Checkit Character Through-put

Checkit Character Through-put

Notably Checkit also measures the graphics memory through-put using characters per second. Except they have separate measurements for rendering using the BIOS and directly handling the video buffer. You can see just how different the results are here. Whilst the results are a little more meaningful, it’s still measuring the text mode performance.

SpeedSys Results

SpeedSys Results

Lastly a commonly used tool amongst retro PC enthusiasts is SpeedSys. It is good for benchmarking faster DOS machines. I ran it on my Pentium MMX based MS-DOS 6.22 machine here, and you can see that it provides a lot of information about your hardware. The memory and hard disk graphs are perhaps the most interesting.

The memory speed graph shows the speed versus the data size (in KB). You can see on the graph several drops in speed, these roughly correspond to the L1 and L2 cache sizes. You’ll also notice how the both write graphs don’t seem to enjoy any speed boost from the cache. I can only assume this is because of the cache policy being write-through, but I can’t be certain.

The Speedsys test is probably the best one as it provides the most detail. The memory and hard disk tests are quite good as they give measurements that mean something outside of the benchmark. The only thing I would have liked is more detail about the graphics card, but there isn’t really any more room on screen.

Whichever benchmarking utility you use, remember to always only compare your results to those produced by the same program. Even where the same metric is used as in the case of Drhystone and Whetstone tests. Otherwise you’re really comparing apples and oranges.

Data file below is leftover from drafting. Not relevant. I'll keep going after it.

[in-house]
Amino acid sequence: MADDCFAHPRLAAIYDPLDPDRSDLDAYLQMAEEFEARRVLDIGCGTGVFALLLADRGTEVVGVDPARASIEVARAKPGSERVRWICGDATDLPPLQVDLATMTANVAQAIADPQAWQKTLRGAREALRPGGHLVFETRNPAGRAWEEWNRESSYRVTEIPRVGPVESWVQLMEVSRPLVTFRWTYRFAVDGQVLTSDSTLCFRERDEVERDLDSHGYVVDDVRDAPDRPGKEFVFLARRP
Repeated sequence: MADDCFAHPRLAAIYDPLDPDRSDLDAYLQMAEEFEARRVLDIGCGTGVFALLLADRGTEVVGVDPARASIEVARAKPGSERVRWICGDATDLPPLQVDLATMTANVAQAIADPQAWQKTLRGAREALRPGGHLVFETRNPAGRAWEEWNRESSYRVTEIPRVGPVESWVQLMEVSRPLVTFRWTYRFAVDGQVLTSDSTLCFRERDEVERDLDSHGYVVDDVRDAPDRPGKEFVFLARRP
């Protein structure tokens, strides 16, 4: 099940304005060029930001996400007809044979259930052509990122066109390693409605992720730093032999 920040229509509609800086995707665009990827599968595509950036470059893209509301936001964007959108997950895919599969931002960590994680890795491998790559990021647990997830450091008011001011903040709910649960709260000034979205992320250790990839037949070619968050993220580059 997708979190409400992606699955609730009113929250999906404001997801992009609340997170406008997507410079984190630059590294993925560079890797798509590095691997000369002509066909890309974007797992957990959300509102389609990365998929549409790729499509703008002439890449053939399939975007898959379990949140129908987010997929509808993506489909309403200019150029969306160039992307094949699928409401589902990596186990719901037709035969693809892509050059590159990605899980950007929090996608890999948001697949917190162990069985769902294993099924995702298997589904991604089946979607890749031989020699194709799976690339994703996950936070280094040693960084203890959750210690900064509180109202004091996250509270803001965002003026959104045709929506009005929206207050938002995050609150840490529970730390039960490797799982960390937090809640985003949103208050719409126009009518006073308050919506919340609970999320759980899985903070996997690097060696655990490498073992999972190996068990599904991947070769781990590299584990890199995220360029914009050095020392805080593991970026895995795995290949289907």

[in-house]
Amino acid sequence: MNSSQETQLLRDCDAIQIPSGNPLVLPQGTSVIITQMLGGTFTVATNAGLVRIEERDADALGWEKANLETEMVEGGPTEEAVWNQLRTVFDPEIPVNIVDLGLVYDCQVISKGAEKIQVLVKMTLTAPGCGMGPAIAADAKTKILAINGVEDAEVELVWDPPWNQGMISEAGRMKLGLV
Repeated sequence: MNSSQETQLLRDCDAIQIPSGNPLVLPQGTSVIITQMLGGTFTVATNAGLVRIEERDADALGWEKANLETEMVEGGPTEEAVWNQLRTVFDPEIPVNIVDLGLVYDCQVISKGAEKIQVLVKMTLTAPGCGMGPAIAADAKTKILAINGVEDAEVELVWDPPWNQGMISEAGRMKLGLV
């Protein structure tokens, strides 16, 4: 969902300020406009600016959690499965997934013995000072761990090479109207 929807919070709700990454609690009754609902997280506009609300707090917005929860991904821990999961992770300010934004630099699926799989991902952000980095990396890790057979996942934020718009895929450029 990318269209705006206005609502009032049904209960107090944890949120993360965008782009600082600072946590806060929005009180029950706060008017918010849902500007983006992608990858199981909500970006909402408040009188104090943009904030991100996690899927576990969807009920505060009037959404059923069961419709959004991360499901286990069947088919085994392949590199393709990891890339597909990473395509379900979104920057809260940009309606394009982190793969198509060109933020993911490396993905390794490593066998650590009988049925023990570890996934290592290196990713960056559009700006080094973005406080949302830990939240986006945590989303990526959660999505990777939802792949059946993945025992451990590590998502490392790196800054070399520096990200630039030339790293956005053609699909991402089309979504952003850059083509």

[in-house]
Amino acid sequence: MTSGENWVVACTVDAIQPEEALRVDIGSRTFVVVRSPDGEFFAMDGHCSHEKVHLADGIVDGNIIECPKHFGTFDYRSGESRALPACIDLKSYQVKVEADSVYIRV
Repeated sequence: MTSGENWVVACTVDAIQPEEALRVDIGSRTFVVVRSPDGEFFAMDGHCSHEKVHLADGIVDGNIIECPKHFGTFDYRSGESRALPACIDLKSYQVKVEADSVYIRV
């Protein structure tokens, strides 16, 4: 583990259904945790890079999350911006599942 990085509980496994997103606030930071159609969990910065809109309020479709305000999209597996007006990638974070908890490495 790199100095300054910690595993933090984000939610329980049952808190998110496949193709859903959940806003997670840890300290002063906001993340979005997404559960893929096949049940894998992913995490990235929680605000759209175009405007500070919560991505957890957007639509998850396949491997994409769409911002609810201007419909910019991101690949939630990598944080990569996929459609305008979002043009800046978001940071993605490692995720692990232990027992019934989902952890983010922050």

Some Maintenance on a Canon A-200 20HD

Quite some time ago when I was back at my parents place I had a look at a Canon XT clone, the A-200 20HD. There were a few basic repairs needed, so when I recently saw my parents I spent some time on it.

Yuasa Battery

First thing I did was remove the Ni-Cad battery from the memory expansion board, to prevent any future problems with leaks. Leaky batteries are very hazardous, and can destroy whatever board they happen to leak upon. This often can damage a machine beyond repair. This battery had not leaked yet, but was not really holding a charge. It is a 3.6V  50mAh battery made by Yuasa from Japan, so it’s likely a quality cell, but still best to remove it. I wonder if given its small capacity I could use a super capacitor in its place.

The battery was the main reason I looked at the machine, but I remembered the MFM hard disk wasn’t spinning up. I had to test the machine anyway, to ensure it was working correctly after removing the battery. So I thought I’d try to get the drive spinning again. I tapped and banged it strategically a few times and that didn’t really help. So I rotated the stepper motor that drives the heads one step and it worked pretty much immediately. I wouldn’t normally do that given the risks, but I would have had to open the drive otherwise.

ADMAST Menu software

I rebooted the machine and MS-DOS 3.3 booted up of the hard disk without issue. Strangely it seemed to be only formatted as a 10MB disk, I had a look around the machine and found we had put a few games on it for testing. Here we see the menu screen installed on this machine called admast. Before MS-DOS 4.01 there was no shell or menu system included, so simple menu systems like this one filled the role.

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The three games I had installed were Megapede, Nyet, and Cyrus Chess. All these games support using the MDA cards text mode for the simple graphics that they have. They also all run surprisingly well. Nyet runs pretty much the same as it does on faster machines. Megapede runs well, its speed is CPU dependent and this machine seems to be about ideal. Cyrus chess works about the same as a newer machine, minus the graphics, and it obviously takes longer to work out a good move.

I’m quite pleased to have gotten the machine working again as it would have to be the oldest machine anyone in the family owns. I’ll have to try some more software on it (if I can find any that is compatible) and see if I can get a hercules compatible graphics card. It would be cool if I could get an old version of simcity working on it.